# If f(x) = \int_0^{x^4}\sqrt{t^2 + 4}dt then find f'(x). Hint : You will need to use the chain rule.

## Question:

If {eq}f(x) = \int_0^{x^4}\sqrt{t^2 + 4}dt {/eq} then find f'(x).

Hint : You will need to use the chain rule.

## Definite Integrals:

A definite integral would be the quantity at which the value of a function is accumulated over a certain range within its domain. We would acquire the definite integral through the various methods, and one way to solve this is through an analytical approach, wherein we apply the fundamental theorem of calculus.

Differentiate the given expression. We do this by first applying the fundamental theorem of calculus and use the formula for integrating functions as

{eq}\displaystyle \int_a^b g(t) dt = G(b) - G(a) {/eq}

where g(t) is the function for the integrand and G(t) is its antiderivative expression. For this problem, we assign

{eq}\displaystyle g(t) = \sqrt{t^2+4} {/eq}

and have its antiderivative expression to be G(t), wherein

{eq}\displaystyle G'(t) = g(t) {/eq}

Now, we apply the formula over the given integral and then evaluate its derivative to find f'(x). We would need to apply the chain rule, which is expressed as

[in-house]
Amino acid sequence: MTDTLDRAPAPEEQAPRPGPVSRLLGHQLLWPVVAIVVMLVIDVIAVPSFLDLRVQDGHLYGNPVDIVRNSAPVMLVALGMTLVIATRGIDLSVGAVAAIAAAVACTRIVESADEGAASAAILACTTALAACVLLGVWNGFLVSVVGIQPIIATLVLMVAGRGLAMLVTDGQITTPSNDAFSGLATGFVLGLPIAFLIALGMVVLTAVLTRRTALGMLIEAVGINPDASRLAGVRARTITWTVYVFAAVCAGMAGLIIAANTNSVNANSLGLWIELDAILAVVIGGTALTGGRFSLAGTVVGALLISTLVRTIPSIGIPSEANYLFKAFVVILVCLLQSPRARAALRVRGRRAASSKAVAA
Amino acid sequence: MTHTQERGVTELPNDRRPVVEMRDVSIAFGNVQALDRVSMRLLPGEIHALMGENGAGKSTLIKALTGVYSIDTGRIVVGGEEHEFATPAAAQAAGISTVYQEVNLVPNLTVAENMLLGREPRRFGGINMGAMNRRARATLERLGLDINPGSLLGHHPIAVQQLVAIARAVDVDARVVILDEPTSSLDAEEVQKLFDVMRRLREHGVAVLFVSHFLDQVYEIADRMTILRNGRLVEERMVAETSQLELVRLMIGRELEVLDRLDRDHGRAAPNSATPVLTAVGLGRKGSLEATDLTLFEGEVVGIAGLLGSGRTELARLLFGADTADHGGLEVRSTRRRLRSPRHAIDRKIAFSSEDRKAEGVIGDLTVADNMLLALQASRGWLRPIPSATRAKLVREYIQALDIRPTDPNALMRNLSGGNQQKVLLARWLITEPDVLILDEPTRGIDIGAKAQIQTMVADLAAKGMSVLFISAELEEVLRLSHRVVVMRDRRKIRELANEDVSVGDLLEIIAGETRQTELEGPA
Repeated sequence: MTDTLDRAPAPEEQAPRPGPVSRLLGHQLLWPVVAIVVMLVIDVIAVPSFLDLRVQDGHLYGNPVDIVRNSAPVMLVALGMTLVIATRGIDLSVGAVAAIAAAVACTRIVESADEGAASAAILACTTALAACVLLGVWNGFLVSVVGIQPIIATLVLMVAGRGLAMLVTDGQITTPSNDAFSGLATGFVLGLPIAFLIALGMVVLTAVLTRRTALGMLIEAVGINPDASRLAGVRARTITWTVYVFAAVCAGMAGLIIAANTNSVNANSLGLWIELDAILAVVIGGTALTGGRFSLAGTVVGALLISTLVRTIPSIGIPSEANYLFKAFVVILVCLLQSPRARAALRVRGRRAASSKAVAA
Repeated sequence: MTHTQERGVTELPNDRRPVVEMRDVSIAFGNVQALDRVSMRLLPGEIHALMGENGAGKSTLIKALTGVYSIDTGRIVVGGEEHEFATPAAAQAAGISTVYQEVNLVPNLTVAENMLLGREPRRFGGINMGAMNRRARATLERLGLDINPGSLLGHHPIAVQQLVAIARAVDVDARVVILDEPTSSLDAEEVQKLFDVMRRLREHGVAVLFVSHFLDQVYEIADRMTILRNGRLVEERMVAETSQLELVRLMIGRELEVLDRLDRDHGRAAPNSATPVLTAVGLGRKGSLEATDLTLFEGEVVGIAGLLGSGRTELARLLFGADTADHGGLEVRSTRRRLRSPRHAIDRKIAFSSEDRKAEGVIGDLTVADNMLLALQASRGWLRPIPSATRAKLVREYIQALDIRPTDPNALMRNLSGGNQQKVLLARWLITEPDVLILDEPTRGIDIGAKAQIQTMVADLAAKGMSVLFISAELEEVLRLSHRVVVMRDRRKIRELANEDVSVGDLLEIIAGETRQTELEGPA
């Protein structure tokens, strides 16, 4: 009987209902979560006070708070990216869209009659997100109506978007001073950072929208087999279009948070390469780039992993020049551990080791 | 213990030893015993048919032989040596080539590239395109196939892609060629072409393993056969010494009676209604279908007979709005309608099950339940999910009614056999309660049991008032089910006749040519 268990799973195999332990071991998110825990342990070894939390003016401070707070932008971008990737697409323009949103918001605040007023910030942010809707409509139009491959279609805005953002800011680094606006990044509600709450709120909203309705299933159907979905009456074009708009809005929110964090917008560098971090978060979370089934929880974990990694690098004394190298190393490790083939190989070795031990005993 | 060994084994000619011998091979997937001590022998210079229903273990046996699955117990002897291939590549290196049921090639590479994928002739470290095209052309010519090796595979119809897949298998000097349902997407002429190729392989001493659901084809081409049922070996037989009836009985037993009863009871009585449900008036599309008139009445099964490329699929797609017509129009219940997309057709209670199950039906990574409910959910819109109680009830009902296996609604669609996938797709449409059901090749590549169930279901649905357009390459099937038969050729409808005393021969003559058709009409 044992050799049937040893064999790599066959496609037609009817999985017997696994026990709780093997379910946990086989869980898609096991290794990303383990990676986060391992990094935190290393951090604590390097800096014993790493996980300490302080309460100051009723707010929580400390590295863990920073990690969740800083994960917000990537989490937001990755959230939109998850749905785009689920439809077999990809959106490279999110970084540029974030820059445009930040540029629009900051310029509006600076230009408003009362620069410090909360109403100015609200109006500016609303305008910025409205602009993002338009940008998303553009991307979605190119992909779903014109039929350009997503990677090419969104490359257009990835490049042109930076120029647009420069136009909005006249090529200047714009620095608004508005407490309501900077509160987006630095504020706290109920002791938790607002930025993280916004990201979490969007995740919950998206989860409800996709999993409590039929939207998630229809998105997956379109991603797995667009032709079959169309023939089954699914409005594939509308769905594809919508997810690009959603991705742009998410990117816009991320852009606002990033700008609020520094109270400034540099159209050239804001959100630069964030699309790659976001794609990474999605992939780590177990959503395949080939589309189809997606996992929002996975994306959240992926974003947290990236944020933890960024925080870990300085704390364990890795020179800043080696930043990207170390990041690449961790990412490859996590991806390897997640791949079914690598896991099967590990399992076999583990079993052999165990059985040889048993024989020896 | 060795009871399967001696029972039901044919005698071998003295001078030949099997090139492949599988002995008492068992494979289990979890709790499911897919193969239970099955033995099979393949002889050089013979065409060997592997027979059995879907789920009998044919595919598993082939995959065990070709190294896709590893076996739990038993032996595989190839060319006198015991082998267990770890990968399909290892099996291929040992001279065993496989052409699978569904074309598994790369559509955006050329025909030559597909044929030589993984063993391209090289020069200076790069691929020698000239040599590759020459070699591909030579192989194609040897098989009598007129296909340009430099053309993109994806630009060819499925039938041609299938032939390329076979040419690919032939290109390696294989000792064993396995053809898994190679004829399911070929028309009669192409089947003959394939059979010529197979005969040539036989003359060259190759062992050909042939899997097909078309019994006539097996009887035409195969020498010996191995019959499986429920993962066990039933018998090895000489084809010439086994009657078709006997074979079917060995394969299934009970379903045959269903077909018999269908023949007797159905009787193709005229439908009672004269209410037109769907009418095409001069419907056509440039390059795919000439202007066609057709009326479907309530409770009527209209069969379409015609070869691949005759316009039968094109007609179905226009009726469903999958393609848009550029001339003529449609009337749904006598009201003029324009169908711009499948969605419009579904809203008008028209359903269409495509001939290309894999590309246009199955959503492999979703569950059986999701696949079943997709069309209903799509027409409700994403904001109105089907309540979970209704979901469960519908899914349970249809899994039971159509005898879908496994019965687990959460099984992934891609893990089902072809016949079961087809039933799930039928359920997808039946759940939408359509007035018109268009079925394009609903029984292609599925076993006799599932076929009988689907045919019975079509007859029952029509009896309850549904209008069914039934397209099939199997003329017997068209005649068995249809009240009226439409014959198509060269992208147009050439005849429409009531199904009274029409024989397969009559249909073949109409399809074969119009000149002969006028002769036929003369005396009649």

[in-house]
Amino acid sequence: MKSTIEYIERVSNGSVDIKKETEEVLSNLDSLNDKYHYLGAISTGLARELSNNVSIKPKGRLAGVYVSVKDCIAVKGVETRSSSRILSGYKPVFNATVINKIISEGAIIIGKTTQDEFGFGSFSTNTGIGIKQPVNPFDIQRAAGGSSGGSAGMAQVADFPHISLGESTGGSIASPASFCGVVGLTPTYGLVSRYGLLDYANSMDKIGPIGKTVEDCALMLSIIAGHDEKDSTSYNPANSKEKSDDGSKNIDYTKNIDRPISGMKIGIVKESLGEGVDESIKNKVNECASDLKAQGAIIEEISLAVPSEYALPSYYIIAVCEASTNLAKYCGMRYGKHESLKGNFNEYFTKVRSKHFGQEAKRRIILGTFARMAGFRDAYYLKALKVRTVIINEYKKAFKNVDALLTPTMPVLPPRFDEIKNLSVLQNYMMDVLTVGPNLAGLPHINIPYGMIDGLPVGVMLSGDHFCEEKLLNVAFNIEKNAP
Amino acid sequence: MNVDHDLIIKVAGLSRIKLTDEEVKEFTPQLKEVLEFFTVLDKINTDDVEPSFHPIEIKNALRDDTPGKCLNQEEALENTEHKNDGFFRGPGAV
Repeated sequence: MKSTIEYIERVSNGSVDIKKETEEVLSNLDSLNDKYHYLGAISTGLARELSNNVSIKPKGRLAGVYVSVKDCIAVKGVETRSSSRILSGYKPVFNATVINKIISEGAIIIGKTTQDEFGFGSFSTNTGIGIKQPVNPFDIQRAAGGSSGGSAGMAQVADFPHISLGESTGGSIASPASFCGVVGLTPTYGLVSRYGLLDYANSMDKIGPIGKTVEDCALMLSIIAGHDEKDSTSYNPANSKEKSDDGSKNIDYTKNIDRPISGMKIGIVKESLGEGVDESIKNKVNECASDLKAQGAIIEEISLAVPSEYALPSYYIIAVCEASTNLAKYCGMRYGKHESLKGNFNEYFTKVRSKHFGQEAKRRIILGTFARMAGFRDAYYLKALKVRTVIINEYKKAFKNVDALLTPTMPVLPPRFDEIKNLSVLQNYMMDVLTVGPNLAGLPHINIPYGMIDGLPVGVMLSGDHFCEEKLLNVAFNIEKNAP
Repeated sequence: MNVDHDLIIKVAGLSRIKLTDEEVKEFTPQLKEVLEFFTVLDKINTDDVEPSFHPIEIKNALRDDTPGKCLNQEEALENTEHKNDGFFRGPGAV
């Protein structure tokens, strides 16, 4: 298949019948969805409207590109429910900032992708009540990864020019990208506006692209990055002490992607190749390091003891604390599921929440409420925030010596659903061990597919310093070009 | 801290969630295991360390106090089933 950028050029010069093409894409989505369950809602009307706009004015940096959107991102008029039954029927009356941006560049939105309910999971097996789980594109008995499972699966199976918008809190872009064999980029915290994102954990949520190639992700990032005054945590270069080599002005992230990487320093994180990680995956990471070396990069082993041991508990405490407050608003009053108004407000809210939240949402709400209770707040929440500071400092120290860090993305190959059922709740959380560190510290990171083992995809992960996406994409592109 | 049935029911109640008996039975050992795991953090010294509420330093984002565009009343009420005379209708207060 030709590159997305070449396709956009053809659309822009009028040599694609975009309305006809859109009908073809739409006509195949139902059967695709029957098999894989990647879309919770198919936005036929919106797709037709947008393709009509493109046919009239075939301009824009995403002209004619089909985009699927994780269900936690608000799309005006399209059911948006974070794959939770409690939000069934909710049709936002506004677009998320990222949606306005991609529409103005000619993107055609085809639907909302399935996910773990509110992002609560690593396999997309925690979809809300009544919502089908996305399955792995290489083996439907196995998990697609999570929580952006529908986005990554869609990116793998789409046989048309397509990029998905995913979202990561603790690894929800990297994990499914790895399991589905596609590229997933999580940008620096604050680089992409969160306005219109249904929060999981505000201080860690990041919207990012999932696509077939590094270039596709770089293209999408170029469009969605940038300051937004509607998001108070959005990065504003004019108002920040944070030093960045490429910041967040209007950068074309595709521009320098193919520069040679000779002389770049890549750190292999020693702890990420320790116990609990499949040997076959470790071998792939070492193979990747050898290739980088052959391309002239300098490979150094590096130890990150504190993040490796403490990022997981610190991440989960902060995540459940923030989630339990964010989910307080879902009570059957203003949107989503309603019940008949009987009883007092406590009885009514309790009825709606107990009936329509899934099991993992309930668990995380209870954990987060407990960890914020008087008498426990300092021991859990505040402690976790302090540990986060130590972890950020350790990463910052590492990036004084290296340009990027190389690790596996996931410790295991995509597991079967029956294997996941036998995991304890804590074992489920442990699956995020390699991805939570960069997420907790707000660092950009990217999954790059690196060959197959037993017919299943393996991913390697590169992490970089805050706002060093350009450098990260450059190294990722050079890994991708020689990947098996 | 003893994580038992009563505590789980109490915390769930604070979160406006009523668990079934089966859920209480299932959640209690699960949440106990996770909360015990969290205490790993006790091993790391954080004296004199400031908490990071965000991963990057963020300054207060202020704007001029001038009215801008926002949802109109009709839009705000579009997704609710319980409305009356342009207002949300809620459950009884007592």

{eq}\displaystyle \left( f(g(x)) \right)' = f'(g(x))g'(x) {/eq}

We proceed with the solution.

{eq}\begin{align} \displaystyle f(x) &= \int_0^{x^4}\sqrt{t^2 + 4}dt \\[0.3cm] &= \int_0^{x^4}g(t)dt \\[0.3cm] &= G(x^4) - G(0) \\[0.3cm] f'(x) &= \left( G(x^4) - G(0) \right)' \\[0.3cm] &= G'(x^4)\cdot 4x^3 - 0 \\[0.3cm] &= 4x^3\ g(x^4)\\[0.3cm] &= 4x^3 \sqrt{(x^4)^2 + 4} \\[0.3cm] &= \boxed{4x^3\sqrt{ x^8+4 }} \end{align} {/eq} Evaluating Definite Integrals Using the Fundamental Theorem

from

Chapter 16 / Lesson 2
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The fundamental theorem of calculus makes finding your definite integral almost a piece of cake. See how the definite integral becomes a subtraction problem after applying the fundamental theorem of calculus.